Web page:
Rookies of the Year were placed in categories as follows:

  • Superstars (18): Ichiro Suzuki (2001 AL), Albert Pujols (2001 NL), Derek Jeter (1996 NL), Mike Piazza (1993 NL), Jeff Bagwell (1991 NL), Mark McGwire (1987 NL), Cal Ripken (1982 AL), Eddie Murray (1977 AL), Carlton Fisk (1972 AL), Johnny Bench (1968 NL), Rod Carew (1967 AL), Tom Seaver (1967 NL), Pete Rose (1963 NL), Billy Williams (1961 NL), Willie McCovey (1959 NL), Frank Robinson (1956 NL), Willie Mays (1951 NL), Jackie Robinson (1947).
  • All-Stars (26): Carlos Beltran (1999 AL), Kerry Wood (1998 NL), Nomar Garciaparra (1997 AL), Scott Rolen (1997 NL), Tim Salmon (1993 AL), Chuck Knoblauch (1991 AL), David Justice (1990 NL), Benito Santiago (1987 NL), Jose Canseco (1986 AL), Dwight Gooden (1984 NL), Darryl Strawberry (1983 NL), Fernando Valenzuela (1981 NL), Lou Whitaker (1978 AL), Andre Dawson (1977 NL), Fred Lynn (1975 AL), Thurman Munson (1970 AL), Ted Simmons (1969 NL), Tony Oliva (1964 AL), Richie Allen (1964 NL), Frank Howard (1960 NL), Orlando Cepeda (1958 NL), Luis Aparicio (1956 AL), Harvey Kuenn (1953 AL), Gil McDougald (1951 AL), Don Newcombe (1949 NL), Alvin Dark (1948).
  • Regulars (45): Dontrelle Willis (2003 NL), Eric Hinske (2002 AL), Jason Jennings (2002 NL), Kazuhiro Sasaki (2000 AL), Rafael Furcal (2000 NL), Scott Williamson (1999 NL), Hideo Nomo (1995 NL), Raul Mondesi (1994 NL), Eric Karros (1992 NL), Sandy Alomar, Jr. (1990 AL), Gregg Olson (1989 AL), Walt Weiss (1988 AL), Chris Sabo (1988 NL), Todd Worrell (1986 NL), Ozzie Guillen (1985 AL), Vince Coleman (1985 NL), Alvin Davis (1984 AL), Steve Sax (1982 NL), Dave Righetti (1981 AL), Alfredo Griffin (1979 AL), Rick Sutcliffe (1979 NL), Bob Horner (1978 NL), Pat Zachary (1976 NL), John Montefusco (1975 NL), Mike Hargrove (1974 AL), Al Bumbry (1973 AL), Bake McBride (1973 NL), Jon Matlack (1972 NL), Chris Chambliss (1971 AL), Lou Piniella (1969 AL), Stan Bahnsen (1968 AL), Tommie Agee (1966 AL), Tommy Helms (1966 NL), Gary Peters (1963 AL), Tom Tresh (1962 AL), Ron Hansen (1960 AL), Bob Allison (1959 AL), Tony Kubek (1957 AL), Jack Sanford (1957 NL), Bill Virdon (1955 NL), Wally Moon (1954 NL), Jim Gilliam (1953 NL), Sam Jethroe (1950 NL), Roy Sievers (1949 AL).
  • Fringe (15): Angel Berroa (2003 AL), Ben Grieve (1998 AL), Todd Hollandsworth (1996 NL), Marty Cordova (1995 AL), Ron Kittle (1983 AL), Steve Howe (1980 NL), John Castino (1979 AL), Earl Williams (1971 NL), Carl Morton (1970 NL), Curt Blefary (1965 AL), Jim Lefebvre (1965 NL), Albie Pearson (1958 AL), Herb Score (1955 AL), Bob Grim (1954 AL), Walt Dropo (1950 AL).

  • Busts (10): Bob Hamelin (1994 AL), Pat Listach (1992 AL), Jerome Walton (1989 NL), Joe Charboneau (1980 AL), Mark Fidrych (1976 AL), Butch Metzger (1976 NL), Ken Hubbs (1962 NL), Don Schwall (1961 AL), Harry Byrd (1952 AL), Joe Black (1952 NL).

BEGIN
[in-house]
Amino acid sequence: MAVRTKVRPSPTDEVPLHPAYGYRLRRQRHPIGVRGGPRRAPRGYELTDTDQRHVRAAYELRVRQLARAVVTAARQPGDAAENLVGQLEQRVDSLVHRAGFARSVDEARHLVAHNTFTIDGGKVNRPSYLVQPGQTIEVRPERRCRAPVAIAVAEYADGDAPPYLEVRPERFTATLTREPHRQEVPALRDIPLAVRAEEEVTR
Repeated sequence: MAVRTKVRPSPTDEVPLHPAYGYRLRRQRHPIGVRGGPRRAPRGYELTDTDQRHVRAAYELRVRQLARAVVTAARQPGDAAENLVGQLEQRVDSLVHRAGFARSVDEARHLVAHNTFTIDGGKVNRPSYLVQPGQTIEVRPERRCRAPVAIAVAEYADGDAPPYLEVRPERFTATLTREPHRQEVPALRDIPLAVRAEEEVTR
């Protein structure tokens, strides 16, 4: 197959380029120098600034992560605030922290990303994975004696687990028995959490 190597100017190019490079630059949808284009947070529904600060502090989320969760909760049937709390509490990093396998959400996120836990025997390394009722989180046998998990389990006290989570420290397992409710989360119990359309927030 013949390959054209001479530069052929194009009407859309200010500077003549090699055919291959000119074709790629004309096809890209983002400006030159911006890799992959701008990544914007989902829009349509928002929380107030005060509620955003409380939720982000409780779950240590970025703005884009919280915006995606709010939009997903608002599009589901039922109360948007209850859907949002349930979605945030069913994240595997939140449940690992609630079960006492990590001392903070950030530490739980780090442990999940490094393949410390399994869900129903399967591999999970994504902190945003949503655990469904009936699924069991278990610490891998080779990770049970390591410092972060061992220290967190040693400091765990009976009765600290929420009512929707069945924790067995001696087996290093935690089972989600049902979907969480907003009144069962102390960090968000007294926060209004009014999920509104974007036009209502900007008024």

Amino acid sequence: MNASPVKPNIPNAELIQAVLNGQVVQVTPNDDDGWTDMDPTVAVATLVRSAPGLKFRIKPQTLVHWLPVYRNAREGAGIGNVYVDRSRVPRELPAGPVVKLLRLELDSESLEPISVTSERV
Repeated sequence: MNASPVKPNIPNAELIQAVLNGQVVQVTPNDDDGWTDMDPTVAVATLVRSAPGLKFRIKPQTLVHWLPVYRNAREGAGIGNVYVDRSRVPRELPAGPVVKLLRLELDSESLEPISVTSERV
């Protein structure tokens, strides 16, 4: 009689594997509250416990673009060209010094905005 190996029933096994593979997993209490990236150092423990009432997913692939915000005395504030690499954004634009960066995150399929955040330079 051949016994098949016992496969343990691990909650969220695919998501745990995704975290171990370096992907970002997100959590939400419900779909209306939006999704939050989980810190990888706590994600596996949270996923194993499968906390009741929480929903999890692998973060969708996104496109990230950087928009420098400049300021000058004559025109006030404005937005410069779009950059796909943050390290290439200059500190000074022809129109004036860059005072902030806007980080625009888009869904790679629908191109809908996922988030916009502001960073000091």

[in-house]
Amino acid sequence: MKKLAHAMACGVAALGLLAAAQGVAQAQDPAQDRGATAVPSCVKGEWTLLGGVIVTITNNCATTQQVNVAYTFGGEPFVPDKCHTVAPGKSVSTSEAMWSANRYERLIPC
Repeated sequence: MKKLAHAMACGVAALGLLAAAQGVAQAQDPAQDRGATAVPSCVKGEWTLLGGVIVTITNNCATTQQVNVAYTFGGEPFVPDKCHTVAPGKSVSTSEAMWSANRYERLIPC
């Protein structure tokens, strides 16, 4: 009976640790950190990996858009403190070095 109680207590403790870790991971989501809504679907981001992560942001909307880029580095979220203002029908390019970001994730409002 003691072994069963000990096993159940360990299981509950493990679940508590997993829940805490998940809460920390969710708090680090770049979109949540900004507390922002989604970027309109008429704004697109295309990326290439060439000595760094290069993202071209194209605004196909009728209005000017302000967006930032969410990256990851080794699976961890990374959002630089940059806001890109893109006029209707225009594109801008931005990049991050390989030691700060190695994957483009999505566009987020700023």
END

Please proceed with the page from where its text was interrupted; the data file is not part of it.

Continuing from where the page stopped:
Just a couple of not-so-quick notes on these groups:

  • Yes, I’m ready to classify Ichiro Suzuki as a Superstar. He’s averaging better than nine wins above replacement thus far in his career, which is consistent with the level of somebody like Rod Carew or Billy Williams. If suppose that if you wanted to create a further distinction between Superstars and Inner Circlers, Ichiro would belong on the former list, but unless he suffers from some precipitous decline or unexpected bout of homesickness, he certainly deserves a place alongside other Hall-of-Fame caliber players.
  • Two players that I’ve come to believe are a little bit underrated are Benito Santiago and Alvin Dark. Santiago has never been an MVP type of player, but he’s made the All-Star team five times, and has aged remarkably well for a catcher. Dark’s career got off to a little bit of a late start–he was 26 when he won the ROY award–but he strung together a series of five Jeff Kent seasons in the early fifties, and I think that renders him better than Regular status. Gil McDougald, who is the other name who might surprise some people on the All-Star list, had a career pretty similar to Dark’s.
  • Scott Rolen rarely gets talked about as a future Hall of Fame candidate, but he’s accumulated 75 WARP through age 29, versus Brooks Robinson‘s 59.5. Brooksie aged pretty well, whereas Rolen’s injury history suggests that he might not, but Rolen is one of the more underrated players of our time, and I was awfully close to putting him on the Superstar list.
  • One ironic thing is that the Busts are generally far better known than the Fringe players. Does Mark Fidrych belong on the Bust list? My criterion is that a Bust is a player who doesn’t contribute anything after his rookie season–by definition, any Rookie of the Year will have contributed something during his rookie season. Fidrych made just 27 starts in the big leagues after his rookie year, and won just 10 of those. Fidrych was a Bust.

  • Speaking of busts, you think the AL voters went wrong all these years ago by tabbing Joe Charboneau for the 1980 award? The number two and three finishers on that ballot were Dave Stapleton and Doug Corbett. This could lead to some HI-larious jokes about our most recent election that I’m not going to make, although there are some interesting parallels between Stapleton and Ralph Nader.

Thank you for reading